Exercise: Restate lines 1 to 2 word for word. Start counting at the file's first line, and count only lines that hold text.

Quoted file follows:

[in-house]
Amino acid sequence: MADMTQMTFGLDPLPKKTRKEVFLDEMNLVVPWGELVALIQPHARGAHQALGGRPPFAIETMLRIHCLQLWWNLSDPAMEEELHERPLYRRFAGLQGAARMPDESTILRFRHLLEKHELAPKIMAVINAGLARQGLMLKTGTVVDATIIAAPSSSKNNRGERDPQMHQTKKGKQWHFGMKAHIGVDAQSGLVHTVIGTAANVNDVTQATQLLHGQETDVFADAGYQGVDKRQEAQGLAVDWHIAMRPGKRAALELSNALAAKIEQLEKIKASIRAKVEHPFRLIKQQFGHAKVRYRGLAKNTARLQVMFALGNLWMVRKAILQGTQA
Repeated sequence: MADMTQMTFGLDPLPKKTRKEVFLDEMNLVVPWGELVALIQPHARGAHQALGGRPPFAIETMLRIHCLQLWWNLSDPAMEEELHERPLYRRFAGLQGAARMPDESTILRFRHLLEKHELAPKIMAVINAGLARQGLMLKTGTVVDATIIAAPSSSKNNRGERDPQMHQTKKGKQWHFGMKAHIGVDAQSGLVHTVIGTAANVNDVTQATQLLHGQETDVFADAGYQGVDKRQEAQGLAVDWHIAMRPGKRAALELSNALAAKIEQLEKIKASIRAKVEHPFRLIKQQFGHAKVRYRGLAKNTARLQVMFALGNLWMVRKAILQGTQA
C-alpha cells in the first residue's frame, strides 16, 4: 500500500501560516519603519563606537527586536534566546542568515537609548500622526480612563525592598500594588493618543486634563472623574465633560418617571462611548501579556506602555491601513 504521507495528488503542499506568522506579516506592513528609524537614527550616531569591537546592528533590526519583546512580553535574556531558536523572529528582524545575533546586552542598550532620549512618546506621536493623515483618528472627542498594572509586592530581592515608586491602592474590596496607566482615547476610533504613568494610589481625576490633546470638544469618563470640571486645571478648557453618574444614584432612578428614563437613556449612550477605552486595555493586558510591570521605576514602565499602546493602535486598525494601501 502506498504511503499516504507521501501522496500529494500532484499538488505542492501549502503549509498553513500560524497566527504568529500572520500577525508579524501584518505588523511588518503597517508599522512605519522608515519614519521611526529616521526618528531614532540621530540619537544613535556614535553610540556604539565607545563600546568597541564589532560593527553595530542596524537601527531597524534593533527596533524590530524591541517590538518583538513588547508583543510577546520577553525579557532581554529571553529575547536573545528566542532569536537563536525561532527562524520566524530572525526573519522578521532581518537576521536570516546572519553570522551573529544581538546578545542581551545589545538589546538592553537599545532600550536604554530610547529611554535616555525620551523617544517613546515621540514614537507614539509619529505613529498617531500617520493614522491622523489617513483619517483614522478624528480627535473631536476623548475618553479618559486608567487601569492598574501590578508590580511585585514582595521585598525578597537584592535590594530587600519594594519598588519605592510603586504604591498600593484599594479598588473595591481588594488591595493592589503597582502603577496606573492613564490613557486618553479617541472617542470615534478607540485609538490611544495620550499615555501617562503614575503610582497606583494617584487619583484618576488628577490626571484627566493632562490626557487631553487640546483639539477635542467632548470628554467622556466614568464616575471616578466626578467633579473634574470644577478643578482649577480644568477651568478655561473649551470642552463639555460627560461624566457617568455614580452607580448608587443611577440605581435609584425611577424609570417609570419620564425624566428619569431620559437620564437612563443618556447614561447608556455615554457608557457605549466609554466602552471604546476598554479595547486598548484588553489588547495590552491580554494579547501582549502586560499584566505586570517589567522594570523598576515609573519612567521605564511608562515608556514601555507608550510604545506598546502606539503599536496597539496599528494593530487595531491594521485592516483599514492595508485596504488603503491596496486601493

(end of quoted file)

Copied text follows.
[in-house]
Amino acid sequence: MADMTQMTFGLDPLPKKTRKEVFLDEMNLVVPWGELVALIQPHARGAHQALGGRPPFAIETMLRIHCLQLWWNLSDPAMEEELHERPLYRRFAGLQGAARMPDESTILRFRHLLEKHELAPKIMAVINAGLARQGLMLKTGTVVDATIIAAPSSSKNNRGERDPQMHQTKKGKQWHFGMKAHIGVDAQSGLVHTVIGTAANVNDVTQATQLLHGQETDVFADAGYQGVDKRQEAQGLAVDWHIAMRPGKRAALELSNALAAKIEQLEKIKASIRAKVEHPFRLIKQQFGHAKVRYRGLAKNTARLQVMFALGNLWMVRKAILQGTQA